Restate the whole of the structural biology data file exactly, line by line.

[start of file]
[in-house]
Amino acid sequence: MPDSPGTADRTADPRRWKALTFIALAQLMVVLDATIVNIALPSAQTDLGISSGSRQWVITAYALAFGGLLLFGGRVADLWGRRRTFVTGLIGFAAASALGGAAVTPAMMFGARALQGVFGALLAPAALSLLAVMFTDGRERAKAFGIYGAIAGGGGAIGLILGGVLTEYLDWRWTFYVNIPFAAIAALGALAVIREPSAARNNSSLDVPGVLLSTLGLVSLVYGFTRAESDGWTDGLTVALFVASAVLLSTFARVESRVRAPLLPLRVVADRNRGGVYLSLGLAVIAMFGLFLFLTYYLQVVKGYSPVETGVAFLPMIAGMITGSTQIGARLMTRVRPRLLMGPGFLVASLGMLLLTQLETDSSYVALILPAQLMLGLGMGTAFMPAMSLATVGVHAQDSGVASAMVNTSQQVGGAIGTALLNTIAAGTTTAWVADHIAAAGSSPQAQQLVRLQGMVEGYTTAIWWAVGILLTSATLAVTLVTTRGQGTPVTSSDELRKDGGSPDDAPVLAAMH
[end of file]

[in-house]
Amino acid sequence: MPDSPGTADRTADPRRWKALTFIALAQLMVVLDATIVNIALPSAQTDLGISSGSRQWVITAYALAFGGLLLFGGRVADLWGRRRTFVTGLIGFAAASALGGAAVTPAMMFGARALQGVFGALLAPAALSLLAVMFTDGRERAKAFGIYGAIAGGGGAIGLILGGVLTEYLDWRWTFYVNIPFAAIAALGALAVIREPSAARNNSSLDVPGVLLSTLGLVSLVYGFTRAESDGWTDGLTVALFVASAVLLSTFARVESRVRAPLLPLRVVADRNRGGVYLSLGLAVIAMFGLFLFLTYYLQVVKGYSPVETGVAFLPMIAGMITGSTQIGARLMTRVRPRLLMGPGFLVASLGMLLLTQLETDSSYVALILPAQLMLGLGMGTAFMPAMSLATVGVHAQDSGVASAMVNTSQQVGGAIGTALLNTIAAGTTTAWVADHIAAAGSSPQAQQLVRLQGMVEGYTTAIWWAVGILLTSATLAVTLVTTRGQGTPVTSSDELRKDGGSPDDAPVLAAMH